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A rare case of Mycoplasma pneumonia and associated Mucositis

A rare case of Mycoplasma pneumonia and associated Mucositis

Dr Timothy Li, at  Chinese University of Hong Kong, Hong Kong, China and colleagues have reported a rare case of  Mycoplasma pneumonia induced erythema multiforme. It is also referred to as mycoplasma-induced rash and mucositis. The case has appeared in The New England Journal of Medicine.

Mycoplasma pneumoniae is a very small bacterium in the class Mollicutes. It is a human pathogen that causes the disease mycoplasma pneumonia, a form of atypical bacterial pneumonia related to cold agglutinin disease.

The case describes a 26-year-old previously healthy man presented to the emergency department with a 3-day history of fever, dry cough, and nonpruritic rash.

Doctors performed the physical examination. Crackles on the left side of the chest and a macular, targetoid rash on his hands and feet, including the palms and soles, was noted.

Courtesy NEJM

A radiograph of the chest showed infiltrates in the left lower lung field. Over the next 3 days, severe mucositis developed that involved the lips, buccal mucosa, conjunctivae, and urethral meatus. Bacterial cultures of the blood and sputum and a polymerase-chain-reaction (PCR) test for herpes simplex virus in a specimen from the oral lesions were negative.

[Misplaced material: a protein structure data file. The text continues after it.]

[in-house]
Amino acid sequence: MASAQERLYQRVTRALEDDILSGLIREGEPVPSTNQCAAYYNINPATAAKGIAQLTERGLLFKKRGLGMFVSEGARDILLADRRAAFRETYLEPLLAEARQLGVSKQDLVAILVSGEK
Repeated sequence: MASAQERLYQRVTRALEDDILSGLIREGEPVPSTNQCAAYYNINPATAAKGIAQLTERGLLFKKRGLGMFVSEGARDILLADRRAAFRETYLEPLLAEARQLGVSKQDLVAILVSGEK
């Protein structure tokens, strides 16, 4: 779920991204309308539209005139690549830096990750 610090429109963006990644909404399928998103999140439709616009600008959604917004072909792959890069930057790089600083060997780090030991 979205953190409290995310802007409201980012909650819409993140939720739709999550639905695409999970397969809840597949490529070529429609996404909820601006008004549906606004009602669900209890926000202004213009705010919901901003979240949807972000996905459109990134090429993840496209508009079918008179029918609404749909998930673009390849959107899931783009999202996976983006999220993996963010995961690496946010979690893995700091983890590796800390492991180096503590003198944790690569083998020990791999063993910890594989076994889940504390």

Testing for Mycoplasma pneumoniae by PCR of the nasopharyngeal aspirate and for serum IgM antibody was positive. Mycoplasma is commonly associated with exanthems. In this case, the clinical presentation was consistent with Mycoplasma pneumoniae–induced erythema multiforme, also referred to as mycoplasma-induced rash and mucositis.

Given the severity of the mucosal involvement, a nasogastric tube was placed for nutrition and for the administration of medications. After approximately 2 weeks of treatment with doxycycline, the patient had complete resolution of his respiratory illness and mucositis.

Mucositis is the painful inflammation and ulceration of the mucous membranes lining the digestive tract, usually as an adverse effect of chemotherapy and radiotherapy treatment for cancer.

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Source: With inputs from NEJM

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